Fresh peaches are such a treat and now is a great time to get them. To tell if they’re ripe, smell the spot where the stem is (was). If it smells peachy, it’s good.
A few years ago I went to see Katie Lee Joel do a cooking demonstration at the Viking Cooking School (formerly Loaves and Fishes) in Garden City. At the time she was married to Billy Joel but in case you hadn’t heard, it didn’t work out. Big surprise there.
She was gorgeous and friendly and lovely. I bought her cookbook and one of my favorite recipes is the peach cobbler. The topping is more like a biscuit than a crumble and the focus is really on the peaches. Unfortunately, there is a typo in the recipe so I’ve had to make some executive decisions. The ingredient list calls for one and one quarter cups of sugar, but the directions only have you use one cup. I think the biscuit could be a little sweeter so I decided that the extra quarter cup should go there.
The cookbook is decent, but you can definitely tell that it’s her first one. For example in this recipe it says 4-5 peaches, peeled and sliced. Ok, how thick should they be sliced? Thinly sliced? Thick wedges? Also, peaches are practically impossible to peel, so how about a trick (which I included below, courtesy of Ina Garten)? If you like southern food, it’s worth a read, otherwise, you can just borrow mine.
1.25 cups of sugar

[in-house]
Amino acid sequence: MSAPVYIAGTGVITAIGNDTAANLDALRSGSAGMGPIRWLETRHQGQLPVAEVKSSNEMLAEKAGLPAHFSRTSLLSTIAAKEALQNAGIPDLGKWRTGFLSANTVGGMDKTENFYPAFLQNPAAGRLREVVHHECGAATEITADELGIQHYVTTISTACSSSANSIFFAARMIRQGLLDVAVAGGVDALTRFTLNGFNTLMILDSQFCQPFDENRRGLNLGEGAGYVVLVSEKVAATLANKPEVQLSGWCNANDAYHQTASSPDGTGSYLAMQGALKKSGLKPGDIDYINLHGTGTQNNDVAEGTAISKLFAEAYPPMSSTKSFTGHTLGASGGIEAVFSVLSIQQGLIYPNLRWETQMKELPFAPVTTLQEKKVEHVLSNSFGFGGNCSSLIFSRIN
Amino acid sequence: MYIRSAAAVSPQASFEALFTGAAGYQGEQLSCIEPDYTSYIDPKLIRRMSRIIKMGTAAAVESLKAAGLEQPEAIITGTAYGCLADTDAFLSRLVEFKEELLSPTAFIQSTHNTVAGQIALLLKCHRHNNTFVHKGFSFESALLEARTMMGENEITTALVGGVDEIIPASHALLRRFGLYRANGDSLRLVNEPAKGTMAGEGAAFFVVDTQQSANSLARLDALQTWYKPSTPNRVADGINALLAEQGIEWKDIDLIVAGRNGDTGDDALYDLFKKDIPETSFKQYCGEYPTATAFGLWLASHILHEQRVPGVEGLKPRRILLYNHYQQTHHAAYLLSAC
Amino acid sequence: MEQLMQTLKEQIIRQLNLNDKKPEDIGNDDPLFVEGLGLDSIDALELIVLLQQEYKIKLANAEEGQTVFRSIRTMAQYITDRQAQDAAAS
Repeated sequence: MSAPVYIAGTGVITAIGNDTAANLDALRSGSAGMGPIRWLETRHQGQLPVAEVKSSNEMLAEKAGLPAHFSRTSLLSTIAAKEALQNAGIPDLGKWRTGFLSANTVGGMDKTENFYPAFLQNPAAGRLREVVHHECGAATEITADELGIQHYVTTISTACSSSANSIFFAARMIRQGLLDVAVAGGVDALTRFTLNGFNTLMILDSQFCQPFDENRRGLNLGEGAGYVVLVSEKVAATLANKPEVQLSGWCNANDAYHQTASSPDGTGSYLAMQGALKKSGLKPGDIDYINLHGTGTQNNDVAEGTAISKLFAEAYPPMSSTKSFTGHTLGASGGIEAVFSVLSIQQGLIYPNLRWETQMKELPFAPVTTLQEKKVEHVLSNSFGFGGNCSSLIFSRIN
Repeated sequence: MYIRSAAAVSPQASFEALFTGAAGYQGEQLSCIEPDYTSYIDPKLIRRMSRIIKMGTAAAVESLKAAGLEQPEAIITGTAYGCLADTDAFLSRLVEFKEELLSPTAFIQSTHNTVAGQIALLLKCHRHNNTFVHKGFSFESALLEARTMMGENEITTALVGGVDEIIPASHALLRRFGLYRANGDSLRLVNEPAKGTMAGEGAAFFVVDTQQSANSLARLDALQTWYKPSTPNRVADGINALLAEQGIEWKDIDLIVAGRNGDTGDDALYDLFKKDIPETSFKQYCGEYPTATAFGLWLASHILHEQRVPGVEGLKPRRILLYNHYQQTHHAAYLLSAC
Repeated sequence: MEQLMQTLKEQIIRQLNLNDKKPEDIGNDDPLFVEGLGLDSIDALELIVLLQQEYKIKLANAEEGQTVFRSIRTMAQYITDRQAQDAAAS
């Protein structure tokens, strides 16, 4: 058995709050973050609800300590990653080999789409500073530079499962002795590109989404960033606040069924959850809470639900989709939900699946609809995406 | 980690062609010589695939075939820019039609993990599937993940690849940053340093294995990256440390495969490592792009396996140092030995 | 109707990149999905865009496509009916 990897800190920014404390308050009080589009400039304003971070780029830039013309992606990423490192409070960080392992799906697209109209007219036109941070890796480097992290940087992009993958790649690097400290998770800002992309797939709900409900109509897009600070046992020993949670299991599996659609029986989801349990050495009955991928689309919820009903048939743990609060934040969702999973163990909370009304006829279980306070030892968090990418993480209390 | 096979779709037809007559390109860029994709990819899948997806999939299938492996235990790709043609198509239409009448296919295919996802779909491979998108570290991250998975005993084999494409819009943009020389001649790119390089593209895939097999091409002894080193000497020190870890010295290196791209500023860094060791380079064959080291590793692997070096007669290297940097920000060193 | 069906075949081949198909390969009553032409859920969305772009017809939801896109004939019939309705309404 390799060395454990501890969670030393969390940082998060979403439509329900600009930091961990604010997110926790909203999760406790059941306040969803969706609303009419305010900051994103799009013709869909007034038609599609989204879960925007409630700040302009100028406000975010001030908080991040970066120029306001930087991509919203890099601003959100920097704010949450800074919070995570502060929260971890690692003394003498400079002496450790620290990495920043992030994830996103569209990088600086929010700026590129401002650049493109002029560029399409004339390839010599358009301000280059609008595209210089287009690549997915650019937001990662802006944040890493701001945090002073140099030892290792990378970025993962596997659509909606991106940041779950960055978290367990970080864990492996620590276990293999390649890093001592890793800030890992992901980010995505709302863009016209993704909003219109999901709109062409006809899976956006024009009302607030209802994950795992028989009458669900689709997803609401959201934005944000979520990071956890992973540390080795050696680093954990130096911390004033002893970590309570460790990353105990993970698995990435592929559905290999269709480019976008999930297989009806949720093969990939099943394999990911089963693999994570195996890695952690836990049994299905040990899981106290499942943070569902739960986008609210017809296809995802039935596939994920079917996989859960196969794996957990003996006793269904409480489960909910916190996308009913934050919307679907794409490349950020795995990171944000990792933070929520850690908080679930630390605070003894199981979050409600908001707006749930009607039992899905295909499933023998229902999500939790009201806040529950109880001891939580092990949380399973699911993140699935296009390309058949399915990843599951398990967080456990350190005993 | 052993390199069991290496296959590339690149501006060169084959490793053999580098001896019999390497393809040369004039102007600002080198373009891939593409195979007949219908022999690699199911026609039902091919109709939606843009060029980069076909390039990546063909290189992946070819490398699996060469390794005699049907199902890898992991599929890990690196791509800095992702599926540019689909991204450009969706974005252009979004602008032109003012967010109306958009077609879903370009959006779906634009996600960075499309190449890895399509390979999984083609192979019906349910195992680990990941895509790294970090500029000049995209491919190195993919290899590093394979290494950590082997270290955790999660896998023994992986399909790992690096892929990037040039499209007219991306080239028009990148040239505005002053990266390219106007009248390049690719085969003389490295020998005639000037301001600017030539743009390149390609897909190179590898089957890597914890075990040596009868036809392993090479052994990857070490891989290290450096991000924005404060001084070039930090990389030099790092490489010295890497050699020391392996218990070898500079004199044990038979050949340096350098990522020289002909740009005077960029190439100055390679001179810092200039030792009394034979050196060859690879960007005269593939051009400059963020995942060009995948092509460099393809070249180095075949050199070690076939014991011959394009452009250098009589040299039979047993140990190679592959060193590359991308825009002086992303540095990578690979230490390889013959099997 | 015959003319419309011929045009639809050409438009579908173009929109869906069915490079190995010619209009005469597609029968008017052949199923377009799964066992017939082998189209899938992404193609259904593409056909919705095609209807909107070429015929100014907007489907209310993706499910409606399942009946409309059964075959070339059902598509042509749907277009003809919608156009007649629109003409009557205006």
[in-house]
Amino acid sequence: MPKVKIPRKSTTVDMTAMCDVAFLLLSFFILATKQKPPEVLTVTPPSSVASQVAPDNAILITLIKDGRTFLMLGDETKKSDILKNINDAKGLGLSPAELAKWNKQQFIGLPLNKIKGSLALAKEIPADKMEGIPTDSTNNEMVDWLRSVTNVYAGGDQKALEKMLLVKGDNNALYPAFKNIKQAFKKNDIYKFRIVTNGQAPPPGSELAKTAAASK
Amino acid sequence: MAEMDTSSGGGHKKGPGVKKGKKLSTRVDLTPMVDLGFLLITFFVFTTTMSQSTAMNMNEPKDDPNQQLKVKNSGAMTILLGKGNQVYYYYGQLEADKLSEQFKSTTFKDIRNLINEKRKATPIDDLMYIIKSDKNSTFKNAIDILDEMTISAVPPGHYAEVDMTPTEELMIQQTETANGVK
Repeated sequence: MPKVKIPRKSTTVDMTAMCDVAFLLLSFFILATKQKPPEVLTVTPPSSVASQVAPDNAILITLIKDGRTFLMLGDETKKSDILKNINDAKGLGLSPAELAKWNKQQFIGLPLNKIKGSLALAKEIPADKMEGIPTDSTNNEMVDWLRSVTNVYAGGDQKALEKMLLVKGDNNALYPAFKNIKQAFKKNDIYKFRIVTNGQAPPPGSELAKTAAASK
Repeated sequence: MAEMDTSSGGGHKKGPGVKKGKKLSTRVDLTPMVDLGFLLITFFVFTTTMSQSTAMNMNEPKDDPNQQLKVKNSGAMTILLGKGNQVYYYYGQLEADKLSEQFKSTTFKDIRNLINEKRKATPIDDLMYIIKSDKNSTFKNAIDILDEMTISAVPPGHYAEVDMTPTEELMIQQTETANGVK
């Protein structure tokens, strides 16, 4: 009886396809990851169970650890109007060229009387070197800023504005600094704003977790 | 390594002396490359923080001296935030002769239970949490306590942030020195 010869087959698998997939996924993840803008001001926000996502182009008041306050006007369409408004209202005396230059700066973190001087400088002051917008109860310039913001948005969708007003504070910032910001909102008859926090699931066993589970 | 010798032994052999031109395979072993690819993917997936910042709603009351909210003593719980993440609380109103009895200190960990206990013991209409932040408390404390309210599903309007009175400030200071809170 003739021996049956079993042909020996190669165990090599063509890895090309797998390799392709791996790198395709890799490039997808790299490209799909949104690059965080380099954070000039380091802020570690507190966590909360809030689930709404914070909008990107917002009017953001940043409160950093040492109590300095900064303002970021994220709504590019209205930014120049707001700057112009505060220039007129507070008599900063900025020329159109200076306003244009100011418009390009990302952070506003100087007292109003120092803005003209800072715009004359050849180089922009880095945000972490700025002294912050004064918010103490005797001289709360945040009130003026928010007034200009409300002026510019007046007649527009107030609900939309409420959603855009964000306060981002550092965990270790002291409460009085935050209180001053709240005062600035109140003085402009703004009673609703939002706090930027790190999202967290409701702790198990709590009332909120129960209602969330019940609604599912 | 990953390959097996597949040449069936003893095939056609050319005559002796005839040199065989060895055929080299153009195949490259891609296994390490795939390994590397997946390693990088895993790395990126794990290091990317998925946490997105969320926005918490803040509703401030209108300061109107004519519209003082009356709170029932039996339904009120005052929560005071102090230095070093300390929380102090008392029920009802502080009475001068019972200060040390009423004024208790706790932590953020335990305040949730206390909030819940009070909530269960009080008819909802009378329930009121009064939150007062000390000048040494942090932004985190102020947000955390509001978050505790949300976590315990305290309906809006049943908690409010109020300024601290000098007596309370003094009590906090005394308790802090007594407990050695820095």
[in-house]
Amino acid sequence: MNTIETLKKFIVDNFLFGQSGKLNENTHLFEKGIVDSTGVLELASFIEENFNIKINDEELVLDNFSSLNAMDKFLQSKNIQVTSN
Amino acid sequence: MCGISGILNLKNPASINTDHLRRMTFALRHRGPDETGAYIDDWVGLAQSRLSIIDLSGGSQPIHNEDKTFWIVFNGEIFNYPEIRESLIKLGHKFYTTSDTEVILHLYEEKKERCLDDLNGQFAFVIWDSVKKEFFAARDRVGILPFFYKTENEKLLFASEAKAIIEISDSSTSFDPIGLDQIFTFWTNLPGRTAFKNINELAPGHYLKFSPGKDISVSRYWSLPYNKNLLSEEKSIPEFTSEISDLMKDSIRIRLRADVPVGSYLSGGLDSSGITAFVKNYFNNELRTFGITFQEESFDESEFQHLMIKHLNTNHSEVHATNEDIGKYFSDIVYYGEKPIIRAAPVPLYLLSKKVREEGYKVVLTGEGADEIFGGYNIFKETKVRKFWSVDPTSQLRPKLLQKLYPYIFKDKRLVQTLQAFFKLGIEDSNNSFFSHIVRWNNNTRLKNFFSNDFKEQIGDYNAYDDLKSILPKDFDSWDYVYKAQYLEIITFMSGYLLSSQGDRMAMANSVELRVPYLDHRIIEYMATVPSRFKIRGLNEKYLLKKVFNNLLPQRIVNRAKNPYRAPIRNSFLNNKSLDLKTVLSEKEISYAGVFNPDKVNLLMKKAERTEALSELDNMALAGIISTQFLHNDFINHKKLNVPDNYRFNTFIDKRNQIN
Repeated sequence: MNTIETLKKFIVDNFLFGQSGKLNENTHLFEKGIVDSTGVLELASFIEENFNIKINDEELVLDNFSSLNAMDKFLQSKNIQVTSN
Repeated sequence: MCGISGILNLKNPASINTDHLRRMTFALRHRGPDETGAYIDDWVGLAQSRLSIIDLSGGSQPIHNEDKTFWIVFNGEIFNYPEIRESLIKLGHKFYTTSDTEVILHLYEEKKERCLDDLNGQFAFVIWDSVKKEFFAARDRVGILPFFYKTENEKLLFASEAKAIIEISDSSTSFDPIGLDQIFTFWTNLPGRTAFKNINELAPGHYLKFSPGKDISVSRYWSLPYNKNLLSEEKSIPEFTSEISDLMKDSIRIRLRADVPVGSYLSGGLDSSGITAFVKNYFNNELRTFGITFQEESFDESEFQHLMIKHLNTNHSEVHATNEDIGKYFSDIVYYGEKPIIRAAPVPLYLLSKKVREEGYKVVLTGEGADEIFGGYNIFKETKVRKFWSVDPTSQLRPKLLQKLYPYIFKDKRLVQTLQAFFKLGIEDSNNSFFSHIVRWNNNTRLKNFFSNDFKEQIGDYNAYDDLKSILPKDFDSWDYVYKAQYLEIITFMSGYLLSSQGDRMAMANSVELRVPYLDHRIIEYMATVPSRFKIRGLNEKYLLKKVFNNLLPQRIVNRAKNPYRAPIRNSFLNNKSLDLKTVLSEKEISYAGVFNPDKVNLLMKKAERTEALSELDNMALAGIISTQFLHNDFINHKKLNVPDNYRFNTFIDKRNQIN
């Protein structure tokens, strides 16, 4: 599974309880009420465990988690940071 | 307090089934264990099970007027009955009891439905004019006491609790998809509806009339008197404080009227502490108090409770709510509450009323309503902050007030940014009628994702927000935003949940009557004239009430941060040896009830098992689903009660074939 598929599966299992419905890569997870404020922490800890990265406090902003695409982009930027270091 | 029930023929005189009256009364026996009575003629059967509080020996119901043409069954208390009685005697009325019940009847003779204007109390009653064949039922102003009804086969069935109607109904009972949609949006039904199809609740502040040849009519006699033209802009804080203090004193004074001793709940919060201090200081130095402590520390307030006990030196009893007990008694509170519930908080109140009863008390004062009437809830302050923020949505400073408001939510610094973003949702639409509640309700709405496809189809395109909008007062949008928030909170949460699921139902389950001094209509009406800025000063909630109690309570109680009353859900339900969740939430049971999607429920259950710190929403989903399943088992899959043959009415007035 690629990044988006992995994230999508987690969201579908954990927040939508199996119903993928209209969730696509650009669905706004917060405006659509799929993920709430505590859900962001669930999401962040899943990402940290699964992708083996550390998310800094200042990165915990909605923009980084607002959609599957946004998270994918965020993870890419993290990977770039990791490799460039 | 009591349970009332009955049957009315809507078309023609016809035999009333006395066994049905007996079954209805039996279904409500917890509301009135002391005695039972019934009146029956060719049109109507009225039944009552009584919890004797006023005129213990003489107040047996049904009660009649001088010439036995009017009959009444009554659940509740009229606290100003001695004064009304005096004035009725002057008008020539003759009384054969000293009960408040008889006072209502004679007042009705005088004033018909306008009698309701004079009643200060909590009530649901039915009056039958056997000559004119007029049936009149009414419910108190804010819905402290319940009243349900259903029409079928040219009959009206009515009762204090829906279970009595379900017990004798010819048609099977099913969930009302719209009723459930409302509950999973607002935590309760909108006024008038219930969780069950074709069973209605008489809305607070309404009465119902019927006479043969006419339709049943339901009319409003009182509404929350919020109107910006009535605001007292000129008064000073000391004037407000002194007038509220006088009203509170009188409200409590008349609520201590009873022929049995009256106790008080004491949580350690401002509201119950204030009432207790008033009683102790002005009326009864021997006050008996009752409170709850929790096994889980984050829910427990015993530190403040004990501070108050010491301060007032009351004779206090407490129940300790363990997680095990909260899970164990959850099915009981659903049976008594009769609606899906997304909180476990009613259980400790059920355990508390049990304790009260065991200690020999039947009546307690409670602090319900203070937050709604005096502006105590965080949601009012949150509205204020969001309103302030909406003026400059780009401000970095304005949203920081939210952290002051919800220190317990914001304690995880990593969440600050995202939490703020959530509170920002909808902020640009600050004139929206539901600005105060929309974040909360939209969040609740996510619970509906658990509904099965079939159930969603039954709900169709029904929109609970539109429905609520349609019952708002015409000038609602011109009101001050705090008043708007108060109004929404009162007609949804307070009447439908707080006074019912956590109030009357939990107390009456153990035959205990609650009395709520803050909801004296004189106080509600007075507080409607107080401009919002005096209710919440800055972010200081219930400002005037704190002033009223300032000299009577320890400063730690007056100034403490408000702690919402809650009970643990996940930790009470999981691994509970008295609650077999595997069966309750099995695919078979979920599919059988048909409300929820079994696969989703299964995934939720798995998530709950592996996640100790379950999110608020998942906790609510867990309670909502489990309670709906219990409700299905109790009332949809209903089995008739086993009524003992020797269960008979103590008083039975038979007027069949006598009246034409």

1 cup of flour
1 teaspoon baking powder
1 teaspoon kosher salt
1/2 cup of milk
4 tablespoons butter, melted
1 tablespoon of cornstarch
3/4 cup of boiling water
Preheat the oven to 325 degrees.
To prepare the peaches, bring a large pot of water to a boil and drop the peaches in for 30 seconds. Take them out and put them in a bowl of very cold water to stop the cooking. When they’re cool enough to handle, the peels should slide right off. WARNING: Naked peaches are very slippery! Be careful when you’re slicing them. Slice the peaches into 1/2 inch wedges. Place them in an 8×8 or 9×9 baking dish.
In a medium bowl, whisk together 1 cup of the sugar, the flour, the baking powder and 1/2 teaspoon of salt. Add the milk and melted butter and mix together. Evenly pour the batter over the peaches.
In a small bowl, whisk the remaining sugar with the cornstarch and 1/2 teaspoon of salt. Sprinkle it over the batter. Evenly pour the boiling water over everything. This will mix with the dry ingredients to make a nice sauce for the peaches.
Bake for 50-60 minutes until the top starts to brown. Serve warm. I’ve had it for breakfast for the past three mornings – it’s fruit!